The way the Canadian Media Sabotages Topfreedom Equality For Girls

Guest blog by: Peter Allison ([e-mail protected])
As Canadians are well aware, the national election race is really heating up. Expressions like “Prime Minister,” “minority win” and “Liberal Party” are words not often talked or fully comprehended in the USA. I have noticed the word Liberal is frequently used as a derogatory term when referring to some politician in the united states, but in Canada, the Liberal Party is one of the three largest political parties with the Conservative and the New Democratic political parties.
In Ontario, topfreedom for women continues to be legal since 1996 when Gwen Jacob was acquitted in the Ontario Court of Appeal for walking topfree through the city of Guelph in 1991.
There have been many instances where police and other authorities are not certain whether girl and girls do have the right to be topfree in public. The latest incident in Waterloo, Ontario, ignited a demonstration and a march that’s actually emphasized the problem in the minds of Canadians.
(Trudeau is pictured below in the purple shirt.)
Justin Trudeau at the Toronto Pride Parade
Would you imagine you’ll see a Democratic or Republican candidate marching in a Pride Parade or imagined near any topfree girls? In nude beach pictures , we additionally have government-supplied health care, a high minimum wage and nasty weather many months of the year. Luckily, we get a number of months of fine warm summer weather every year that bring well to topfreedom.
Where most Canadian media is actually positive and supportive of Trudeau’s presence at the parade and in these graphics, some articles treat this as more of a joke and a few say it was a political error.
The troubling thing about this entire event is the treatment of topfreedom in the Canadian media. Where it’s legal for both women and men to be topfree in public, seemingly it’s not so in the media. The Toronto Star pixelated the girl’s breasts, Chatelaine reduced the woman to a cartoon and the National Post cropped the image just below the neck. In the Chatelaine post it claimed “we have exemplified the woman to maintain her privacy.” The girl decided to be topfree in public. This wasn’t a private statement for her. I am confident she wouldn’t have needed her brave protest of her independence replaced with a cartoon illustration.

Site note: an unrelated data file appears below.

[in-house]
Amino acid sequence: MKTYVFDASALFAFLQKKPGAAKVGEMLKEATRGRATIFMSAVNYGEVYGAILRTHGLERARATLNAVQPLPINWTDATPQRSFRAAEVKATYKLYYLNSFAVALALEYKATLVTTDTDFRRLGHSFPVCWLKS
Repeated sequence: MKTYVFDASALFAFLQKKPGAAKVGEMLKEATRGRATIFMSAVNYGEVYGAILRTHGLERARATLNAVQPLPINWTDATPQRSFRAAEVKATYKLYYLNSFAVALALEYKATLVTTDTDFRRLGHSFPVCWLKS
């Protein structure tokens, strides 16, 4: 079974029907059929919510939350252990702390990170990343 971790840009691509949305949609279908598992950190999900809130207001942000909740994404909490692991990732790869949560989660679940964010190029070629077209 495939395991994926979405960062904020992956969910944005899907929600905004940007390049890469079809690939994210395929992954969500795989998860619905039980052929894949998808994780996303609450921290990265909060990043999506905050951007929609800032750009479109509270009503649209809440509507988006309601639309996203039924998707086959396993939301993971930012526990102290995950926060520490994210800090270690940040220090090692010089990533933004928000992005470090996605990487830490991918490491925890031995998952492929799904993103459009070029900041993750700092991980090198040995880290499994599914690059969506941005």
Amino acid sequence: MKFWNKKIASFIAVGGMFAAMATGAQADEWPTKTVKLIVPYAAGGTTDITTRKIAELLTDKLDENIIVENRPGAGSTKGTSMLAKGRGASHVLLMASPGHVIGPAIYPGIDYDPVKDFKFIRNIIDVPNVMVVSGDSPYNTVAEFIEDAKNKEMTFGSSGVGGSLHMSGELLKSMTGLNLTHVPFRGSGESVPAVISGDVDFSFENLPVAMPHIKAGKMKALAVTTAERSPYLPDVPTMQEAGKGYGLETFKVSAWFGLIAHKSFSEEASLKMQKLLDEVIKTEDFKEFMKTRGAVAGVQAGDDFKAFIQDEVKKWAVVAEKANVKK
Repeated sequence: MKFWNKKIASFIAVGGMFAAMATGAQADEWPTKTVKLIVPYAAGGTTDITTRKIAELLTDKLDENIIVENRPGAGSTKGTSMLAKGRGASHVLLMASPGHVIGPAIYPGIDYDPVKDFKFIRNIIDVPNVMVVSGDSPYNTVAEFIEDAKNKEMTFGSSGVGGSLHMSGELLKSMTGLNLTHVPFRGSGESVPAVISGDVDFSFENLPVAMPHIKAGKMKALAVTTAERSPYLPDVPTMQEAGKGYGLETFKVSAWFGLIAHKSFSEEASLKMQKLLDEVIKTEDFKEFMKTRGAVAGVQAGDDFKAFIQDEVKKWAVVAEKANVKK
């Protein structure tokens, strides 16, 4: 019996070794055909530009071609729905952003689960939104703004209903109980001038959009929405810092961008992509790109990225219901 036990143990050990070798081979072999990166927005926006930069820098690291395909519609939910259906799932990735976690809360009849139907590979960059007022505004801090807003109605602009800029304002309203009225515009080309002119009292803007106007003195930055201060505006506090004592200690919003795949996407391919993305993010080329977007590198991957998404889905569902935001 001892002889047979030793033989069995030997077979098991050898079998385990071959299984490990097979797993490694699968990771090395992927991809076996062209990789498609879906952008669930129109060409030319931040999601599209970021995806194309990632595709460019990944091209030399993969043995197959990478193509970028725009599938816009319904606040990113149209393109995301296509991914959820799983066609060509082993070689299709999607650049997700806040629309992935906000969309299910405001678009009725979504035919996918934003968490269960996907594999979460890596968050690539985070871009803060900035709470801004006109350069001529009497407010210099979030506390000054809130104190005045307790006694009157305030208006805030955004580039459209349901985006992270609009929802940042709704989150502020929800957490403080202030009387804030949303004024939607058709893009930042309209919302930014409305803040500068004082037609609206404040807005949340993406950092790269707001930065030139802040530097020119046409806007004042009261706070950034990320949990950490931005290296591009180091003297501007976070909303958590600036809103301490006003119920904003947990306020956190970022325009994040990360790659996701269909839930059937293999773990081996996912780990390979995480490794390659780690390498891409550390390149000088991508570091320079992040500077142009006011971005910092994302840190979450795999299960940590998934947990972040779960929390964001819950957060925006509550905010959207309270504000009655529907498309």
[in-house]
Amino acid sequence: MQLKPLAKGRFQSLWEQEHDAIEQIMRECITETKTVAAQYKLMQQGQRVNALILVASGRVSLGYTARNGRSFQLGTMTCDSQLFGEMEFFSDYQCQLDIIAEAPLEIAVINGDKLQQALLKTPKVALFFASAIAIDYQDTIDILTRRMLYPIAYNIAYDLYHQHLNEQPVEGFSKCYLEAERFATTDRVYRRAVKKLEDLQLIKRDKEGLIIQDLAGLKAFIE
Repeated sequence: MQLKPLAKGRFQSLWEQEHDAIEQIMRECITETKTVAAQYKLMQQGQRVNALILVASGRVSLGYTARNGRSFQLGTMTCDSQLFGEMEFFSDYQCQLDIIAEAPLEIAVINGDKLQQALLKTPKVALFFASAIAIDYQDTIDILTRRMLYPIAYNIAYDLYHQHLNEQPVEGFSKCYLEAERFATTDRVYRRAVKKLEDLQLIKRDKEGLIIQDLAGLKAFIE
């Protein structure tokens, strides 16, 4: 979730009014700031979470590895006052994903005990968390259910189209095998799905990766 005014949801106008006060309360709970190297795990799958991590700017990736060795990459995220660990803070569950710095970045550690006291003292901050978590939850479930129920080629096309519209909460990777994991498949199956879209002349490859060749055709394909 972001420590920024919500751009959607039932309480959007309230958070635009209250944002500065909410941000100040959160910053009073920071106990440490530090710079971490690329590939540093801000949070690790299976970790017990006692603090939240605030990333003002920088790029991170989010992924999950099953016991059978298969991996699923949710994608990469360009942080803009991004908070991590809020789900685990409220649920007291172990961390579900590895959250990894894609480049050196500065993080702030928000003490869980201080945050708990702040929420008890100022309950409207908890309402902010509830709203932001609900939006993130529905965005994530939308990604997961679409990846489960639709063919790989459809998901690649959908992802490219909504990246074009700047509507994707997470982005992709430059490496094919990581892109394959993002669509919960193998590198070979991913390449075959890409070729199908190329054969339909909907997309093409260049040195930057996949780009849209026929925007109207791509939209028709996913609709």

If Justin were also topfree in this image, I ‘m convinced just the woman would have been pixelated or cartooned. The treatment of the girls in these pictures functions to both dehumanize her and to throw doubt on the legitimacy of her dress. Without graphics in the media of identical topfreedom for both women and men, the public will always be weary of whether female topfreedom is something that should be accepted. It sends a message that this really is not safe for . This woman pictured may have the right to be topfree, but not actually, not in the media and not in the general public head. So how free are women to feel equal in Canada? According to the Canadian media, they’re not in any way.
In the Chatelaine and Maclean Magazines:
From the Toronto Star:
The original picture:
Young Naturists & Nudists America
Tags: canada, censorship, feminism, politics, the media, topfreedom and topfree equality
Classification: Feminism and Women’s Problems and Human Rights, Naked Censorship and Censoring Of On-Line Nudity, Naked News, Naturist Site, Social Activism
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